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Clamp-down on multinational supermarket chains: are Hungarian retailers really better?

May 25th, 2012

The deputy editor of the main right-wing daily asks why the government only puts pressure on multinational chain stores, rather than on every retailer caught cheating.

Several attempts by consumer protection and other national agencies have been aimed at punishing international hyper- and supermarkets in favour of domestic competitors. This was done in different ways, from banning further expansion to close scrutiny. CBA – a supermarket franchise chain founded by the carriage driving world champion Lázár brothers, strong supporters of the Hungarian right – is widely believed to be the intended beneficiary of such measures.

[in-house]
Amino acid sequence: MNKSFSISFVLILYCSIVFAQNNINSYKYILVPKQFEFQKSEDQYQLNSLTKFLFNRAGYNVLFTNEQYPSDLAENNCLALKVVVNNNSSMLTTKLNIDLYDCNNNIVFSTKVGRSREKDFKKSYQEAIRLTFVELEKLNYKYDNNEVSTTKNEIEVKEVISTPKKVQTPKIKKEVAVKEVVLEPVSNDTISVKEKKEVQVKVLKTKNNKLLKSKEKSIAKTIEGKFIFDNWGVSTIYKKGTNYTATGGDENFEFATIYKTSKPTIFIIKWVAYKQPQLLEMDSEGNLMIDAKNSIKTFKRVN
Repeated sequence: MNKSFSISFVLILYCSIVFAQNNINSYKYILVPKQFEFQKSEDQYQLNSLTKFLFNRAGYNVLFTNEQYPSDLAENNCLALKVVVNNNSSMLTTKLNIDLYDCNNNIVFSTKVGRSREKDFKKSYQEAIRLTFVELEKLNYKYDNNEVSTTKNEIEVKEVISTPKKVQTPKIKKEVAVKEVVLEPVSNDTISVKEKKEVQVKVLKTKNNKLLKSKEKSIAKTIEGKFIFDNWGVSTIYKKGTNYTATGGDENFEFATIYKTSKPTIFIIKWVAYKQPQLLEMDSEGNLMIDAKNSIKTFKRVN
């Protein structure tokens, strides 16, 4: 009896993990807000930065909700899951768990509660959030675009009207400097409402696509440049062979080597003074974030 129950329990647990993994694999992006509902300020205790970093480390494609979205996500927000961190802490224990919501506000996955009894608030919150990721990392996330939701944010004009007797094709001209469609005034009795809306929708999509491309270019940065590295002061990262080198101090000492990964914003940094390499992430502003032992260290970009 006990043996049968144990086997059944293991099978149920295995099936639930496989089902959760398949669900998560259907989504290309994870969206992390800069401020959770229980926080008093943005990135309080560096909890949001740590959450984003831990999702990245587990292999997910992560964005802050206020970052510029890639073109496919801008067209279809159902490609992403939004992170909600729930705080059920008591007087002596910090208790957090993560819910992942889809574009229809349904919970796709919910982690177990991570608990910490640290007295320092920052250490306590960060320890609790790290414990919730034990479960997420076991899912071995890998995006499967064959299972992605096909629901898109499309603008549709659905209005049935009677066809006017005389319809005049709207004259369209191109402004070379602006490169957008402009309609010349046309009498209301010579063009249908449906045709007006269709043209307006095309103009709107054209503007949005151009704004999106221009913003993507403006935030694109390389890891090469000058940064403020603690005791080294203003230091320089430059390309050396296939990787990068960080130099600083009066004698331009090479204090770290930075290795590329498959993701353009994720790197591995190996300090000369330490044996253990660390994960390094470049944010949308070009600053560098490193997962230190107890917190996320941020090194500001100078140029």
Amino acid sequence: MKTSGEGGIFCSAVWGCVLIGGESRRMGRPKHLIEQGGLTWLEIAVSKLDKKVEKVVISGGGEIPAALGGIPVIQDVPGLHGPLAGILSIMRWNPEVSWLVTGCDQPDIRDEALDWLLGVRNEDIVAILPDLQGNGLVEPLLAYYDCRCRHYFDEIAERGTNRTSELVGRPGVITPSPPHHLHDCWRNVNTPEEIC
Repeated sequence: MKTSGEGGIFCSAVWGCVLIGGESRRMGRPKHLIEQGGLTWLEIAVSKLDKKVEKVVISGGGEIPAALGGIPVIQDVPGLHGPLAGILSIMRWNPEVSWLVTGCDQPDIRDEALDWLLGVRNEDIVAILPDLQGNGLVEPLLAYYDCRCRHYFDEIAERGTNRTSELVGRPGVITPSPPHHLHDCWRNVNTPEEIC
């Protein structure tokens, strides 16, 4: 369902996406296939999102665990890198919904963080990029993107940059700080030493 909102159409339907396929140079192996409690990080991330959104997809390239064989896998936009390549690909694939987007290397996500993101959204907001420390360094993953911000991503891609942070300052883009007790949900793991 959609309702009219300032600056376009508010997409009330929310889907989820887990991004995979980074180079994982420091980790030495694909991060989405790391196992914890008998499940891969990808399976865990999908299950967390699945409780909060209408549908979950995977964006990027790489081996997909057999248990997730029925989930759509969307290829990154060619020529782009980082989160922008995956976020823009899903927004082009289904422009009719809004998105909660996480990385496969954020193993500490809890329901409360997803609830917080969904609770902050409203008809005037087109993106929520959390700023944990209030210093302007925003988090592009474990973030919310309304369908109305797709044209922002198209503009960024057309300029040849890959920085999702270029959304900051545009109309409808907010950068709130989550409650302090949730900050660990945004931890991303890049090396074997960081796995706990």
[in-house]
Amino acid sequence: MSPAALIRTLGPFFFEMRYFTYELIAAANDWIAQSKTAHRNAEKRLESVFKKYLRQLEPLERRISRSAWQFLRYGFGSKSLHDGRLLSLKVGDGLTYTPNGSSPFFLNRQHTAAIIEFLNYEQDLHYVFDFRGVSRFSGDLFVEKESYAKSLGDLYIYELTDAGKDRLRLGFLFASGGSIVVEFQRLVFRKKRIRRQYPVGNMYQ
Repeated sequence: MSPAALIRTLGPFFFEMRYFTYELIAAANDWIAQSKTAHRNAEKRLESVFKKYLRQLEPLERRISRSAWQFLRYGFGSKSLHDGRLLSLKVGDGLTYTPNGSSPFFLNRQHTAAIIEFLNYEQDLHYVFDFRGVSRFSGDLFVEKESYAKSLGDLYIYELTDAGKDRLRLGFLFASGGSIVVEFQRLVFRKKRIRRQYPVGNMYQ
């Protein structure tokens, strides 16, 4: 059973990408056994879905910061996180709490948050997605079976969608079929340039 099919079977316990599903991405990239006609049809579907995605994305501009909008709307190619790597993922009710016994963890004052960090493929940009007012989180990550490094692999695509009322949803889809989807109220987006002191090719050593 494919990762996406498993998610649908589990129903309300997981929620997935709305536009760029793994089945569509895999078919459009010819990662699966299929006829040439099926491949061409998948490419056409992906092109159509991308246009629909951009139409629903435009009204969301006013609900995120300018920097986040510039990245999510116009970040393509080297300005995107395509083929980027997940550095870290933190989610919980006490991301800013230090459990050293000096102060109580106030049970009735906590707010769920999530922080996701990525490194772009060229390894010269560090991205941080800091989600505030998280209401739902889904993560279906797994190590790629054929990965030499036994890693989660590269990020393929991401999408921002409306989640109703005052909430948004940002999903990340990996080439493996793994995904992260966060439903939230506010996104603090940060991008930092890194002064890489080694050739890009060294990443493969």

In an editorial in Thursday’s Magyar Nemzet, deputy editor-in-chief Gábor D. Horváth remarks that leading officials have made conflicting statements on how big food chains should be treated. Imre Pesti, head of the Budapest government office has threatened multinational corporations with heavy sanctions, including the closure of their retail units, if they are found “cheating”. Endre Kardeván, however, the state secretary in charge of food safety, says that the food supply would collapse in Hungary without the international chains, and the government has no plans to close down any of them. Gábor Horváth suggests there is no reason to suppose that Hungarian-owned chains are above reproach. Kardeván might be naive – Horváth writes – but Pesti’s threat to bring supermarkets into line is only meaningful if it is applied to all food retailers equally.

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